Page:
Register and Style
Based on situational factors (see chapter about speech situations), different speech situations influence the speaker's choice of a language variety. Registers are functional varieties; they ‘function’ in different types of speech situations. Accordingly, a register is a linguistic variety regarded as appropriate to use in a particular speech situation. Register is usually associated with a particular speech situation (Kortmann 2005: 255f).
Legal language, or Legalese, is an example of a register normally only used in the field of law and justice.
The choice of register in different types of speech situations is termed ‘situational variation’. The term ‘style’ is also occasionally used to refer to situational variation. However, it includes variation in grammatical structures, too. It is less predictable and more dependent on personal preferences than register (Kortmann 2005: 256).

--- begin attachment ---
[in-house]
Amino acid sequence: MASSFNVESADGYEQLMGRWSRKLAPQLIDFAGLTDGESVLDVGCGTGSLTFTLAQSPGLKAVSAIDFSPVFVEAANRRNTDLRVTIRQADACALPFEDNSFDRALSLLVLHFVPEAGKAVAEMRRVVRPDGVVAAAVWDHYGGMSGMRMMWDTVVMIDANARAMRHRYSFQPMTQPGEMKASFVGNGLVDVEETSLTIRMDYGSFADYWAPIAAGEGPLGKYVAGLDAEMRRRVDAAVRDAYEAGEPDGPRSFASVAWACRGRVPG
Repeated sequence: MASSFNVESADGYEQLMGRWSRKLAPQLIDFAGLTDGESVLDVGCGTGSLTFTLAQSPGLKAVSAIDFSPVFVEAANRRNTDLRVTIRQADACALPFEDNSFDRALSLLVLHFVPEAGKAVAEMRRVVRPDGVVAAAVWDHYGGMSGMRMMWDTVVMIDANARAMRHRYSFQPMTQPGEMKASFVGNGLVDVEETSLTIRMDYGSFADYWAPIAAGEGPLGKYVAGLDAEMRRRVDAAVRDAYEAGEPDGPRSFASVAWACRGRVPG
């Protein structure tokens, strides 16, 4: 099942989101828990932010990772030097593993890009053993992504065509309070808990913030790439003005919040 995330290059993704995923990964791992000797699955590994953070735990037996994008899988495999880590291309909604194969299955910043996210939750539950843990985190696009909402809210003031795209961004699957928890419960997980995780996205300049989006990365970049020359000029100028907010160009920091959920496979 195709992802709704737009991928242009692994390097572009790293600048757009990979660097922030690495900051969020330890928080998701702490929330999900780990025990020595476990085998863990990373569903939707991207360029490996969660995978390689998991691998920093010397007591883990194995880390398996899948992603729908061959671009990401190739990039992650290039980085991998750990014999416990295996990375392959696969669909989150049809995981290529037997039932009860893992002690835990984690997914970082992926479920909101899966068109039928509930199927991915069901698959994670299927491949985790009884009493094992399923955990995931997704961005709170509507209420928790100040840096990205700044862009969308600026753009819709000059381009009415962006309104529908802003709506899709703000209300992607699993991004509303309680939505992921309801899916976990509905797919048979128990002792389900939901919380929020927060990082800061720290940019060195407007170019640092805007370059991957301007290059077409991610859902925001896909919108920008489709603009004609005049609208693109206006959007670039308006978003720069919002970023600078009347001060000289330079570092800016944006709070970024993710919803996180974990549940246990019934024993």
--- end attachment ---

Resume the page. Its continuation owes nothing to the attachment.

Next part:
There is a terminological distinction between register and style. Both are associated with a specific speech situation but whereas register often refers to the specific vocabulary chosen and expected in connection with a particular speech situation, style also includes grammatical variation (cf. Kortmann 2005: 255ff).
(For more information on registers see Textual Variation: Registers, Jargon, Slang).